To fulfil the constitutional objective of eradicating the discriminatory practices against the Scheduled Castes and Scheduled Tribes embedded in the caste system, the Parliament initially passed the Untouchability (Offences) Act, 1955. The Act was renamed, in 1976, as the Protection of Civil Rights (PCR) Act, 1955. The PCR turned out to be ineffective to reduce the atrocities on Scheduled Castes due to low punishments ranging between 1 month and up to six months imprisonment. Consequently, the SC/ST Act, 1989 was passed by the Parliament. The Statement of Objects and Reasons of the SC/ST Act stated: “Despite various measures to improve the socio-economic conditions of the Scheduled Castes and the Scheduled Tribes, they the socio-economic conditions of the Scheduled Castes and the Scheduled Tribes, they remain vulnerable. They are denied number of civil rights. They are subjected to various offences, indignities, humiliations and harassment…. A special legislation to check and deter crimes against them committed by the non-schedule Castes and non-Scheduled tribes has, therefore, become necessary”. The Act lists several “criminal offences relating to various patterns of behavior inflicting for shattering the self-respect and esteem of the persons belonging to SCs & STs, denial of economic, democratic and social rights, discrimination, exploitation and abuse of the legal process etc”. (See Annual Report 2015-16, National Commission for Scheduled Castes). Thus, the provisions of the SC/ST are an extension of our constitutional scheme. The original SC/ST Act 1989 was later considered to be not stringent enough as many areas/offenses were undefined, as a result of which the Act was amended in 2016 to make it more effective in tackling the caste-based atrocities.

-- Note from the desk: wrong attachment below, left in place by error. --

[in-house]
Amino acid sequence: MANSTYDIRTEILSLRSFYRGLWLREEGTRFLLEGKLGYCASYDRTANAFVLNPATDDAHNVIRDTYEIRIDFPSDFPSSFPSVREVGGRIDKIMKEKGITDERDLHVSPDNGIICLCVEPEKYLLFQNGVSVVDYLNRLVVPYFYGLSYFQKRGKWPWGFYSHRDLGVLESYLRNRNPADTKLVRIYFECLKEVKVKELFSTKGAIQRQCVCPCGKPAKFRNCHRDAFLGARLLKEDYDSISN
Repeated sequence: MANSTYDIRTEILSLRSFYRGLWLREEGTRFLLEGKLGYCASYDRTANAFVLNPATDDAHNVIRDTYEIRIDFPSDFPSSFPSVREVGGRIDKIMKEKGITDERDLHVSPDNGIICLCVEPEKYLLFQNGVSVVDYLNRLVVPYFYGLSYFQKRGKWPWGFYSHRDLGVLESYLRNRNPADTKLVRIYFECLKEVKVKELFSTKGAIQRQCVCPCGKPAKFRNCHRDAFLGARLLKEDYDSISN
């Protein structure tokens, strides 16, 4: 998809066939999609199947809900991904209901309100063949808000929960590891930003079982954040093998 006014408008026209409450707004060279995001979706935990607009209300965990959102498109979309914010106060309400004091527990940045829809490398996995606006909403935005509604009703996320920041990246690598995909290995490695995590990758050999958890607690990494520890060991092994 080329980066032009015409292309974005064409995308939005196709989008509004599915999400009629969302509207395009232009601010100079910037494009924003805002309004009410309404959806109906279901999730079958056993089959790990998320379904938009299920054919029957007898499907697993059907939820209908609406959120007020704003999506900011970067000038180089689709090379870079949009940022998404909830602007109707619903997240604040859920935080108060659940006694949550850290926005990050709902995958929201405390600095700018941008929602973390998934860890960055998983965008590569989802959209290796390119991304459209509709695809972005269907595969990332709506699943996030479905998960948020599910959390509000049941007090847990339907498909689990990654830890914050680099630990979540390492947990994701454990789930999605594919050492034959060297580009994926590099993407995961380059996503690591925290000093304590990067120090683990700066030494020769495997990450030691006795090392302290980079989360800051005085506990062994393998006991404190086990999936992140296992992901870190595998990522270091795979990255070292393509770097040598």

The Myth of Misuse of the SC/ST Act…
Discrimination in India has various forms. Statistics reflect that there are very few SC/ST officers in top echelons. Any officer in government service belonging to a deprived and backward section of the community would demonstrate how he/she has to suffer insult and harassment on a day to day basis. A fair treatment expected from highly-placed officials is often not extended to them. Sometimes, the annual confidential records have been spoiled deliberately. There has not been a single Dalit Cabinet Secretary till date. However, these incidents are never a focus of redressal.
In a survey by the National Council of Applied Economic Research (NCAER), Delhi and the University of Maryland, it was found that one in four Indians practises untouchability. A total of 40,801 incidents of crime/atrocities against SCs were recorded for the year 2016. The 2017 report released by the National Crime Records Bureau (NCRB) states that the conviction rate under SC/ST Act, 1989 is mere 2.4%. The figure shows the poor implementation of the law. In its report titled “Hidden Apartheid: Caste Discrimination against India’s ‘Untouchables’”, Human Rights Watch, after analysing various statistics, came to following finding:
“Dalits are frequently the victims of discriminatory treatment in the administration of justice. Prosecutors and judges fail to vigorously and faithfully pursue complaints brought by Dalits, which is evidenced by the high rate of acquittals in such such cases. Dalit women suffer particularly as a result of the deficient administration of justice-rape cases are not prosecuted in good faith and Dalit women suffer both caste and gender discrimination in the courtrooms … The failure of police to egister or properly register crimes against Dalits … is a key way in which Dalits’ right to equal treatment before organs administering justice is compromised at the outset.